A man indicted for murdering and robbing nine people in his apartment near Tokyo in 2017 seems to have used certain techniques also employed in the field of counseling to gain the trust of suicidal victims before killing them, according to an analysis by a counseling expert.

Yasushi Sugihara, a professor of clinical psychology at Kyoto University, has analyzed some 200 messages exchanged between Takahiro Shiraishi, 29, and a woman in her 30s who expressed her wish to commit suicide via a social networking service shortly before Shiraishi's arrest.

After reading her post, he first instructed her to directly exchange messages with him, saying he would help, without rushing her, if she was really serious about committing suicide.

"He narrowed the distance between the two by disclosing his own personal information, a technique used in counseling, while helping heighten her interest in death," said Sugihara, adding he was accepting her hesitation without criticizing it in order to gain her trust.

(Local residents pray near the apartment complex in Zama, outside Tokyo, on Nov. 10, 2017, where nine dismembered bodies were found the previous week at the home of Takahiro Shiraishi)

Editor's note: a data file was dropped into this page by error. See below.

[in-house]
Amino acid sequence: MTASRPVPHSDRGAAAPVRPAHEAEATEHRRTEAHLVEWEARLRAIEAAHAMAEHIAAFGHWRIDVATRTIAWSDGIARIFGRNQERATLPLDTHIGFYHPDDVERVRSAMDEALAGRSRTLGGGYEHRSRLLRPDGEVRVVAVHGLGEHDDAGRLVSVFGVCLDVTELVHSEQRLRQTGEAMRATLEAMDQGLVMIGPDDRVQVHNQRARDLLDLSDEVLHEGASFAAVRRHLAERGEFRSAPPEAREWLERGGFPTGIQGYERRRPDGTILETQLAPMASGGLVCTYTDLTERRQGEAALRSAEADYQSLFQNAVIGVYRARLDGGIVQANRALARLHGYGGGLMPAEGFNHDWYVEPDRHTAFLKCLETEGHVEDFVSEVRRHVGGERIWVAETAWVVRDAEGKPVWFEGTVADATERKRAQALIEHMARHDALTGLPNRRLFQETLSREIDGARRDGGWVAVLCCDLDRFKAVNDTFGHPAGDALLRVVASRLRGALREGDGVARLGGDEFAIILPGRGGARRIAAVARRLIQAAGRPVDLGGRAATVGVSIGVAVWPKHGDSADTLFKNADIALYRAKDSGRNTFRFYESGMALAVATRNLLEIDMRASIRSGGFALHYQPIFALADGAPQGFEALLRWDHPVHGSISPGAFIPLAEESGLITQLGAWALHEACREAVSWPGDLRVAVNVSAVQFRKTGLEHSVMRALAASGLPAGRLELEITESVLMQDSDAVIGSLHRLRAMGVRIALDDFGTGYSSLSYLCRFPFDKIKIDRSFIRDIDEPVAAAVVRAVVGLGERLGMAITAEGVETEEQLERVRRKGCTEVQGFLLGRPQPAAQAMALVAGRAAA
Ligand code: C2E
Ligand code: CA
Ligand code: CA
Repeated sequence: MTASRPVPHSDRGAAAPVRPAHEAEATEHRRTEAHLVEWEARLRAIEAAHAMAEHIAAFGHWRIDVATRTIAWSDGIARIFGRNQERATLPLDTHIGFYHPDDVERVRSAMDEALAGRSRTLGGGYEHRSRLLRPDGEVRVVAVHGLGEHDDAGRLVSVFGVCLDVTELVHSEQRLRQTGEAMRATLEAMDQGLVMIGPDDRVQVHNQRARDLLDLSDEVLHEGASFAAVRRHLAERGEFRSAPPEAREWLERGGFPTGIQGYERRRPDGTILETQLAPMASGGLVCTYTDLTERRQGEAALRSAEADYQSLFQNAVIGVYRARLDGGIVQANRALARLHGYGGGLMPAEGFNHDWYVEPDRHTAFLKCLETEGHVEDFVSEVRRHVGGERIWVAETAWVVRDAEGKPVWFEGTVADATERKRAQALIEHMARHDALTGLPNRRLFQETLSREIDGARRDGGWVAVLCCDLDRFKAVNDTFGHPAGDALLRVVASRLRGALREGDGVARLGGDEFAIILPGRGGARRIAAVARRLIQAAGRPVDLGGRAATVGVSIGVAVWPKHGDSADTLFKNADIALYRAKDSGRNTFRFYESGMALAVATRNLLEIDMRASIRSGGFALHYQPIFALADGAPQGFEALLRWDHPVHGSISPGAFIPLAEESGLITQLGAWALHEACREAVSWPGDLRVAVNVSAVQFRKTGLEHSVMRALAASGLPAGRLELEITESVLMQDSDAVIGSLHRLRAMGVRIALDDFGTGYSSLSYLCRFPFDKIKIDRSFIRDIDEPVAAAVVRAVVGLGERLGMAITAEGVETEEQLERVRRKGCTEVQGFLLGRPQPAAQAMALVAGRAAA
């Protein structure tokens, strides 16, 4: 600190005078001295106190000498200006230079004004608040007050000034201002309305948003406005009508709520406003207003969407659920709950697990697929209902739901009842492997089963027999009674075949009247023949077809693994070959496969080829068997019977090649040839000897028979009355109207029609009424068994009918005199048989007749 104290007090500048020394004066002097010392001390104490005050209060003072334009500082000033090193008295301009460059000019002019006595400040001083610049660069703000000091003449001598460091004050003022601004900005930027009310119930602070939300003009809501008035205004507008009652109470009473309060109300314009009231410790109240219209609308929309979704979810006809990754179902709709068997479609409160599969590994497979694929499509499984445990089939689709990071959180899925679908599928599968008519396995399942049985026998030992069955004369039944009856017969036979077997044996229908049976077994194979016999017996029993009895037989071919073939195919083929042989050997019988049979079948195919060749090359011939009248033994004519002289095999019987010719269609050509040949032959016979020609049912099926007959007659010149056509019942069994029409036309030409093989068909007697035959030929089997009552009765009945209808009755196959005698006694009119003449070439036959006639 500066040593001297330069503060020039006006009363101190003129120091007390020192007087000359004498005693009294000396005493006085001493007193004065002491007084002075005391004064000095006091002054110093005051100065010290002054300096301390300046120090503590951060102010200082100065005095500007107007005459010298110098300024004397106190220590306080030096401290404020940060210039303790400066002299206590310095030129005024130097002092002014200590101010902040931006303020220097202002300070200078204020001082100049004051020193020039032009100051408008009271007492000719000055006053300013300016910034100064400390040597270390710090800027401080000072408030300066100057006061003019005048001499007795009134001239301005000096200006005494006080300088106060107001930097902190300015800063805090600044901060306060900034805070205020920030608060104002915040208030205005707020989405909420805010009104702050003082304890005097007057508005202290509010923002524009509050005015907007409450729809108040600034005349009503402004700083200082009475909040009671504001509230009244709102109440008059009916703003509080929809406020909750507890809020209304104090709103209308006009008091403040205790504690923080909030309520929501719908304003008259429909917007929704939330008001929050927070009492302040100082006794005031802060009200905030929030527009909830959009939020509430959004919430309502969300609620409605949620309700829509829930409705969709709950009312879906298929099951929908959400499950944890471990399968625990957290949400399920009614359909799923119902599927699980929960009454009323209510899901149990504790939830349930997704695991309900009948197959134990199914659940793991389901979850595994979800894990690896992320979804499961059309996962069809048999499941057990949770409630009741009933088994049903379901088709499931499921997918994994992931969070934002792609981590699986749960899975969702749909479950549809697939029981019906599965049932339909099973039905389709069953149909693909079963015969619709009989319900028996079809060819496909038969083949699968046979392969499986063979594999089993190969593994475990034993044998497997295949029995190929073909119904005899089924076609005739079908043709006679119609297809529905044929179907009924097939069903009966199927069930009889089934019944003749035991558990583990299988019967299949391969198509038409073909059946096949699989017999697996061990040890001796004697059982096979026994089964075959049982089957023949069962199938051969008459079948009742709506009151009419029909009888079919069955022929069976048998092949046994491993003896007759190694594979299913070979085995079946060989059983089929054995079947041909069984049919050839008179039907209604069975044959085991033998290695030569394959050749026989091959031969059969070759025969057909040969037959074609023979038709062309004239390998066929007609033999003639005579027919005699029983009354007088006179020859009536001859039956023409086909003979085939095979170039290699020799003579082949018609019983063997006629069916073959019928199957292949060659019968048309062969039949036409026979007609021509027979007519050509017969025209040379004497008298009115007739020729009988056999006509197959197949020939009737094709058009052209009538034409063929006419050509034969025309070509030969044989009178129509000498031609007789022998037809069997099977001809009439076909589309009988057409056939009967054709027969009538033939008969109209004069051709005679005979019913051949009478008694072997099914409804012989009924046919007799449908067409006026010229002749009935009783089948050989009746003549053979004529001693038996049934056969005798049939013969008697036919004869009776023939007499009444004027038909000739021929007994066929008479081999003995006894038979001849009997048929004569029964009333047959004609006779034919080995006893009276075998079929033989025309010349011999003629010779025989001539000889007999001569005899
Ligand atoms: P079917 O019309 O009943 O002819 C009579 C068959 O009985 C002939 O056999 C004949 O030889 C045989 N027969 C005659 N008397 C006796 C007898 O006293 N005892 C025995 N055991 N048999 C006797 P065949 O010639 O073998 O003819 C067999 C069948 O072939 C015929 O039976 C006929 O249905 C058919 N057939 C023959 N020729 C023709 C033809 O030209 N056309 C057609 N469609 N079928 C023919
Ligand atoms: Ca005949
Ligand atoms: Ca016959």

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Shiraishi killed and dismembered eight women and one man from Tokyo and four other prefectures, ranging in age from 15 to 26, from August to October in 2017, and also stole some cash, according to the indictment.

All eight women were sexually assaulted, and the victims' bodies were discovered inside containers in his apartment, it said.

The woman escaped his fatal trap by not accepting his offer of meeting in person.

Shiraishi has told investigators that he came to know the victims via Twitter and invited them to his apartment, saying he would help them to die, according to police.

Shiraishi was arrested on Oct. 31, 2017, and the messages were exchanged between him and the woman from Oct. 4 to 27 that same year.

"Even high school students were victimized. I would like to help prevent vulnerable young people from falling victim to such a crime," the woman told Kyodo News.

Shiraishi had once worked as a recruiter in the sex industry, scouting women on the streets, and he might have become skillful at gaining the trust of women, as well as utilizing SNS through the job.

Sugihara, director of the university's General Student Support Center, who also provides his services at the Kansai Counseling Center in Osaka, condemned Shiraishi for taking advantage of suicidal victims' weaknesses and heightening their psychological dependence on him, saying it was "just like brainwashing."

"People who are under psychological stress need to seek professional advice at designated service windows instead of trusting just anyone via the internet," Sugihara warned.